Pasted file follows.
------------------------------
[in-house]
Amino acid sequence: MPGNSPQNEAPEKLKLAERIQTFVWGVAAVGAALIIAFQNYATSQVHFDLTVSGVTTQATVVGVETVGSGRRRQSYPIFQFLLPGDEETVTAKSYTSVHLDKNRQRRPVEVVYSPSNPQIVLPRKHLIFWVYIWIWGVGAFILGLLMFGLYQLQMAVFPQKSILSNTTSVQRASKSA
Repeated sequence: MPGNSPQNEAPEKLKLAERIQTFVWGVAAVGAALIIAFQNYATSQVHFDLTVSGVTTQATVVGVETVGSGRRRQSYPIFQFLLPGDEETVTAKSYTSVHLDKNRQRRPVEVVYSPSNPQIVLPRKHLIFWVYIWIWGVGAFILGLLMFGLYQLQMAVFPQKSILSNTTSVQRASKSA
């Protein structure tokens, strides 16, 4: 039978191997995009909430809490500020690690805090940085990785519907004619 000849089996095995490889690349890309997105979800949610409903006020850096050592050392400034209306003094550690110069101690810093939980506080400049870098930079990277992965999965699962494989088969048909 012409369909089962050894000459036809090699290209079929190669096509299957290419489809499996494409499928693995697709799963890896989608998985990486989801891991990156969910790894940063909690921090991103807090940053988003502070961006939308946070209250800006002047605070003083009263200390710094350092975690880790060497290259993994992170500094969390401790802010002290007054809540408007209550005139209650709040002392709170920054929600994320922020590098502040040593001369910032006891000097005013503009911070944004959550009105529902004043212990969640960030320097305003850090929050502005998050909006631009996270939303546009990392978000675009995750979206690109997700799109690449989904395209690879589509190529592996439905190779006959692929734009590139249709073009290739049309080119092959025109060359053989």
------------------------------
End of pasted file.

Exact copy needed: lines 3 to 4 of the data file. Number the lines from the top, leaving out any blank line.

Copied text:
Repeated sequence: MPGNSPQNEAPEKLKLAERIQTFVWGVAAVGAALIIAFQNYATSQVHFDLTVSGVTTQATVVGVETVGSGRRRQSYPIFQFLLPGDEETVTAKSYTSVHLDKNRQRRPVEVVYSPSNPQIVLPRKHLIFWVYIWIWGVGAFILGLLMFGLYQLQMAVFPQKSILSNTTSVQRASKSA
């Protein structure tokens, strides 16, 4: 039978191997995009909430809490500020690690805090940085990785519907004619 000849089996095995490889690349890309997105979800949610409903006020850096050592050392400034209306003094550690110069101690810093939980506080400049870098930079990277992965999965699962494989088969048909 012409369909089962050894000459036809090699290209079929190669096509299957290419489809499996494409499928693995697709799963890896989608998985990486989801891991990156969910790894940063909690921090991103807090940053988003502070961006939308946070209250800006002047605070003083009263200390710094350092975690880790060497290259993994992170500094969390401790802010002290007054809540408007209550005139209650709040002392709170920054929600994320922020590098502040040593001369910032006891000097005013503009911070944004959550009105529902004043212990969640960030320097305003850090929050502005998050909006631009996270939303546009990392978000675009995750979206690109997700799109690449989904395209690879589509190529592996439905190779006959692929734009590139249709073009290739049309080119092959025109060359053989």